19 Oct Today’s Forecasting Challenges Facing Risk Managers
by: Ian Palao
Senior executives and risk managers know the importance of an accurate long term and short term load forecast. Many of them have significant challenges consistently producing accurate results. The following article outlines the most common reasons why.
1) Miscalculating substantial growth (or attrition).
Adding (or losing) 100’s or even 1,000’s of customers per day can dramatically change the way your portfolio consumes energy. Each individual account is unique in its usage patterns. Trying to keep track of this with a purely ‘top-down’ methodology can make your job an endless moving target. These methods tend to treat customers as a clone of every other customer and therefore cannot accurately forecast in a high-churn environment.
2) You’re using nothing but spreadsheets and your macros/links get hosed.
If, like most companies, you’re using Excel to produce your forecasts, you’ve probably developed a highly complex and extremely fragile set of macros (which eventually break for one reason or another). Reconnecting links and ensuring data integrity is a time-consuming nightmare and is often managed by only one person. Files crash and data gets corrupted. Broken links cannot be maintained or updated automatically. Keeping this delicate jumble of spreadsheets in working order is a significant challenge and takes your eyes off of the ultimate prize — accurate results. Risk managers spend more time on menial tasks instead of spending that time effectively managing their risk.
3) Using utility load profiles for accounts that don’t ‘fit the mold’.
The big manufacturing facility you just gained doesn’t have the usage characteristics of grandma’s house down the street, nor does it look like that big box store downtown. Simply relying on the power curves and profiles provided by the utility can cost thousands of dollars in a single day. Depending on your portfolio mix in a particular zone, a single account can throw off your entire forecast, making the entire zone extremely unprofitable.
4) Complete lack of faith in the forecast you’re seeing.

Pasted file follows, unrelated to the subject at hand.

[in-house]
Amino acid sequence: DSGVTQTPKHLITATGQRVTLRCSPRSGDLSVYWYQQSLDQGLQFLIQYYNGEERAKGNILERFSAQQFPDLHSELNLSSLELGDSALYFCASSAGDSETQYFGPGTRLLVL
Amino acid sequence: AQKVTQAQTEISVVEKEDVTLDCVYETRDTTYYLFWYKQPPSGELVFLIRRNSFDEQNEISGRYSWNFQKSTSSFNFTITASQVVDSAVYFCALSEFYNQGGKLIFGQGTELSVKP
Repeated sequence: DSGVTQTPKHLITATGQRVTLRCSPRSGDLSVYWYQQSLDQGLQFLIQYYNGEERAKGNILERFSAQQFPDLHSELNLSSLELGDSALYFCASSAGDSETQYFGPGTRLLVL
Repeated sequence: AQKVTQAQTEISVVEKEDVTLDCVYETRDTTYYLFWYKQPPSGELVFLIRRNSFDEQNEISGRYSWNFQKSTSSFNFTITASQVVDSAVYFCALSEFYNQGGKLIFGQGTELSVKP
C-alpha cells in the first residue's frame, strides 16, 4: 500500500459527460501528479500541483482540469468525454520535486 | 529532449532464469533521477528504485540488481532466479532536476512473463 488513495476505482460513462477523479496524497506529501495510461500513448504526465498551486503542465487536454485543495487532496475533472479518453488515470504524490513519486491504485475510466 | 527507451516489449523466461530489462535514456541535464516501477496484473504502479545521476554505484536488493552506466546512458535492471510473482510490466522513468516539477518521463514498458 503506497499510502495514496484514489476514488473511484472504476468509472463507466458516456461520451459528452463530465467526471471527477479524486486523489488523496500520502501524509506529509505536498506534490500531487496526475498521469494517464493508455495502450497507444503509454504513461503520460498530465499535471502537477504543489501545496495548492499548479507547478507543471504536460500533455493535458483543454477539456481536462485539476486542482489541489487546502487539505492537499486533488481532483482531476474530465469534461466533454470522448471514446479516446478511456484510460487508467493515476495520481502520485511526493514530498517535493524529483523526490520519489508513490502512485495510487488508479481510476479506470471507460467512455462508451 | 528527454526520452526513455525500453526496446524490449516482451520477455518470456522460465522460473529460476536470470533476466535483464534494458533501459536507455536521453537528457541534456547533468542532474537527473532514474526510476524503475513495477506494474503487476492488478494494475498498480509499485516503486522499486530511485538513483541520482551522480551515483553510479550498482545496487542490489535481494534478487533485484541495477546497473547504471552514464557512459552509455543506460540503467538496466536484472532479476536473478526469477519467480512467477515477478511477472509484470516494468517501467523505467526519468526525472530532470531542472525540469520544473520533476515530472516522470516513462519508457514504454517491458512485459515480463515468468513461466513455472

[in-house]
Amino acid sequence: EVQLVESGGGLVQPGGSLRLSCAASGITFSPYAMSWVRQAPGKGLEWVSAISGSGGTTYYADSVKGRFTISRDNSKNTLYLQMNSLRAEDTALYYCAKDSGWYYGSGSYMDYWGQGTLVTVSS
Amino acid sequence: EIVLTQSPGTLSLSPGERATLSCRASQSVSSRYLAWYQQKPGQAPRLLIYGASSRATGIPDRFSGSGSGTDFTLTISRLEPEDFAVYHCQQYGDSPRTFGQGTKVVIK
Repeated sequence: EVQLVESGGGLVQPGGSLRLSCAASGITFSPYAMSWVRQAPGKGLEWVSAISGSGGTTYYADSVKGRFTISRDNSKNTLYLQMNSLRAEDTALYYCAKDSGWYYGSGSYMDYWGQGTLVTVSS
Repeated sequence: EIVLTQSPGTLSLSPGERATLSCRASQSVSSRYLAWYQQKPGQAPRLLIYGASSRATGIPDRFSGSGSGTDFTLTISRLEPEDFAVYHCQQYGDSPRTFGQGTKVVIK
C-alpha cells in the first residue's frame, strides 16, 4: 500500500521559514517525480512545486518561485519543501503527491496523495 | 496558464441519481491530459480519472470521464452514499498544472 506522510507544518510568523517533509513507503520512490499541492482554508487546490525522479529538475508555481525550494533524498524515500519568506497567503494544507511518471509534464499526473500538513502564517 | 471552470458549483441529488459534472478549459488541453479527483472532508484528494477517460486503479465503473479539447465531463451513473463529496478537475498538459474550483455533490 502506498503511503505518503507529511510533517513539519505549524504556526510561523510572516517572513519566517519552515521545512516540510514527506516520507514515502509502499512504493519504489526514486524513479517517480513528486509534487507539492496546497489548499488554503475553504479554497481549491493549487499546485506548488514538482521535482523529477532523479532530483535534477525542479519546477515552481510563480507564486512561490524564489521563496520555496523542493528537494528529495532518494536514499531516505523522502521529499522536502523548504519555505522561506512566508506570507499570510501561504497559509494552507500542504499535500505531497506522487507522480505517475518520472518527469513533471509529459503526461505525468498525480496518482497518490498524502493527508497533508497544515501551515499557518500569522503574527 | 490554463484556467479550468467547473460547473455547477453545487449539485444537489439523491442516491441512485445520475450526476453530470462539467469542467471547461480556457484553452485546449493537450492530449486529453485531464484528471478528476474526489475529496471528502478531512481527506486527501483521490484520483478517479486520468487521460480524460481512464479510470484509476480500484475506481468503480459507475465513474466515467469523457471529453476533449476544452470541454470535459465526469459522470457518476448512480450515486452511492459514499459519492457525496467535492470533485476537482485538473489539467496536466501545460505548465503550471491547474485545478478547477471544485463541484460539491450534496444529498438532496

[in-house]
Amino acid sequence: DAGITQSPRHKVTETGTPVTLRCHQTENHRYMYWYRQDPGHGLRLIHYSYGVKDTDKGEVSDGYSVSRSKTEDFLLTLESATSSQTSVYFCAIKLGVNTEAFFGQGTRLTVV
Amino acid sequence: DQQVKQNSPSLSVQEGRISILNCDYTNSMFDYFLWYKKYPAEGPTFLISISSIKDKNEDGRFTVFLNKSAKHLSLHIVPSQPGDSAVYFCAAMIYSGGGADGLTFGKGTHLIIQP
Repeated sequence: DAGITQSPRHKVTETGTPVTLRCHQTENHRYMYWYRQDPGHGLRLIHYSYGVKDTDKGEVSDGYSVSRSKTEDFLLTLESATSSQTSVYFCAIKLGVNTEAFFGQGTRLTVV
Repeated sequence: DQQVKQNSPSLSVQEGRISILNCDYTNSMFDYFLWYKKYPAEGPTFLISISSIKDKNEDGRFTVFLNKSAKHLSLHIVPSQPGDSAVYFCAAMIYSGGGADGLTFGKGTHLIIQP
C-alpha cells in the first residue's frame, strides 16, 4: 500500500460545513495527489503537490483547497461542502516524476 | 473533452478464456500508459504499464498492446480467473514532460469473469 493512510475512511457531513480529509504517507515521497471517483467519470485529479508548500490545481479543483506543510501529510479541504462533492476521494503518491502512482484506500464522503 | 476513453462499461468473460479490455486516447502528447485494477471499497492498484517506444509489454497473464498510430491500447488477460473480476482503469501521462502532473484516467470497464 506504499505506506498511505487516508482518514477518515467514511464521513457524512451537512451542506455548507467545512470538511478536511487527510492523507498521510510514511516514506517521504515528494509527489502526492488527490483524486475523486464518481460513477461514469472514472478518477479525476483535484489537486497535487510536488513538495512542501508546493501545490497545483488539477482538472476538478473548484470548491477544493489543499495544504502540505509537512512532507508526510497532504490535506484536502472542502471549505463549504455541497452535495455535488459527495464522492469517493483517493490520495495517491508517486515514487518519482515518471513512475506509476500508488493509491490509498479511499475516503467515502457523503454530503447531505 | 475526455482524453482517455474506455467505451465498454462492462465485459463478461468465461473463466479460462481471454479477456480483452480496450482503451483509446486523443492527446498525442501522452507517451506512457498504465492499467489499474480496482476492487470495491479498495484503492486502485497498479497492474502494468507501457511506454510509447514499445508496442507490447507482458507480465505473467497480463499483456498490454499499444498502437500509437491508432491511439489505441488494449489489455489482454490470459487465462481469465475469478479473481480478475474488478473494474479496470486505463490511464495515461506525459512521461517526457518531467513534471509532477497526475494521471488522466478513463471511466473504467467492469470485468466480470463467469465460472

After all is said and done, your current methods are lacking due to various reasons. This leaves you wondering if you can really trust your forecast. Have you tested more than one forecasting model? Have you taken into account meter changes, cancel/re-bills, updated weather forecasts etc? Do you have ‘what-if’ scenarios for more advanced seasonal strategies? If you have limited weather data and/or the inability to run more advanced analytics, you may be leaving your forecast(s) to chance. Not having all of the necessary data at your fingertips exactly when you need it leaves you with no choice but to rely on the old ‘thumb-in-the-air’ methodology that many risk managers tend to fall back on.
5) Relying on last week’s forecast for an upcoming extreme weather event.
If an arctic blast (or heat wave) is forecast for next week, relying on last week’s forecast isn’t the best method for addressing the extreme weather patterns coming to a market near you. Using ‘normal’ weather for load forecasting when the weather is anything but ‘normal’ can lead to disaster. Most methods and/or manual techniques cannot process data quickly enough to accurately model energy usage. This lack of weather-responsiveness often leaves risk managers guessing. These extreme events often carry extremely high price tags due to increased commodity prices.
6) Assuming staff will never call in sick or resign.
Where would your company be if your main risk manager got injured, sick or resigned? Would the trains keep moving in a smooth and timely manner? Relying on the manual forecasting methods with limited key personnel is risky and is not sustainable due to the increasing complexity and real-time nature of the energy industry. Individual people become critical cogs in the operation. When a staff member is absent, risk and supply managers are often left scrambling to simply complete basic tasks when they should be focused on the bigger picture. Manual labor replaces critical thought which can dramatically jeopardize profit margins.
If any of these challenges sound familiar, you’re not alone. However, there are several solutions available on the market to help reduce or completely eliminate some (or all) of these challenges.
Ian Palao of EscoWare